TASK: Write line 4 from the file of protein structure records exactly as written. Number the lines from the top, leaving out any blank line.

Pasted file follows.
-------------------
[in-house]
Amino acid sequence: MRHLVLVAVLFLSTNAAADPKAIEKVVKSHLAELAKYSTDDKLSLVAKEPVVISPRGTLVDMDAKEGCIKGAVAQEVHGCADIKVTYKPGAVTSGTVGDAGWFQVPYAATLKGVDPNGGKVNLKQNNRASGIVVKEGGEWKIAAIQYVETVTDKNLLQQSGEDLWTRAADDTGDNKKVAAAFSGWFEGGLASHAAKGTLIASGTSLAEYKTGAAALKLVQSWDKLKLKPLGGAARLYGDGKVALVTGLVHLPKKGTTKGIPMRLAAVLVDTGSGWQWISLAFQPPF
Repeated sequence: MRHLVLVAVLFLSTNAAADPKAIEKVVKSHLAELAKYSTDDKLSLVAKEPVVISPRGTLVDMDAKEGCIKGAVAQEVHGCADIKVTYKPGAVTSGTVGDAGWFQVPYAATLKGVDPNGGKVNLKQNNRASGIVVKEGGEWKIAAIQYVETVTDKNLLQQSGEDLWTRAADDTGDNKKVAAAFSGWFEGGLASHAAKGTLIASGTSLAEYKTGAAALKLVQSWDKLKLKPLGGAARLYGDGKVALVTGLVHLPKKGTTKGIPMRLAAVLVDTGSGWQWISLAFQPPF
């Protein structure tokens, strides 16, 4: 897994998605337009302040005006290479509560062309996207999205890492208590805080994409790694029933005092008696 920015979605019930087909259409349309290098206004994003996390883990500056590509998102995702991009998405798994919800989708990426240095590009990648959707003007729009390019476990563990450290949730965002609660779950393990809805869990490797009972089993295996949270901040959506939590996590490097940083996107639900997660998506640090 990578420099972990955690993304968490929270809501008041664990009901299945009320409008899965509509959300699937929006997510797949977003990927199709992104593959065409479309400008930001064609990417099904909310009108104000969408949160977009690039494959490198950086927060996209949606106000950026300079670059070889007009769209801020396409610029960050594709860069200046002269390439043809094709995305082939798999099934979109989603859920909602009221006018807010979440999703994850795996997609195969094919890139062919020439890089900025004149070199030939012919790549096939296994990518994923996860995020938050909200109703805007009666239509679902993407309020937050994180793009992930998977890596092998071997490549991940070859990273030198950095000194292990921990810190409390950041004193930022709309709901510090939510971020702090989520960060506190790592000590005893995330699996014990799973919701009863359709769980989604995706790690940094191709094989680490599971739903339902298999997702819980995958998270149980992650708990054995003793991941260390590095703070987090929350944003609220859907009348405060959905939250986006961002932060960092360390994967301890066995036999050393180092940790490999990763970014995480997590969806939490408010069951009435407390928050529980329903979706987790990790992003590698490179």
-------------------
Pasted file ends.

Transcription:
């Protein structure tokens, strides 16, 4: 897994998605337009302040005006290479509560062309996207999205890492208590805080994409790694029933005092008696 920015979605019930087909259409349309290098206004994003996390883990500056590509998102995702991009998405798994919800989708990426240095590009990648959707003007729009390019476990563990450290949730965002609660779950393990809805869990490797009972089993295996949270901040959506939590996590490097940083996107639900997660998506640090 990578420099972990955690993304968490929270809501008041664990009901299945009320409008899965509509959300699937929006997510797949977003990927199709992104593959065409479309400008930001064609990417099904909310009108104000969408949160977009690039494959490198950086927060996209949606106000950026300079670059070889007009769209801020396409610029960050594709860069200046002269390439043809094709995305082939798999099934979109989603859920909602009221006018807010979440999703994850795996997609195969094919890139062919020439890089900025004149070199030939012919790549096939296994990518994923996860995020938050909200109703805007009666239509679902993407309020937050994180793009992930998977890596092998071997490549991940070859990273030198950095000194292990921990810190409390950041004193930022709309709901510090939510971020702090989520960060506190790592000590005893995330699996014990799973919701009863359709769980989604995706790690940094191709094989680490599971739903339902298999997702819980995958998270149980992650708990054995003793991941260390590095703070987090929350944003609220859907009348405060959905939250986006961002932060960092360390994967301890066995036999050393180092940790490999990763970014995480997590969806939490408010069951009435407390928050529980329903979706987790990790992003590698490179």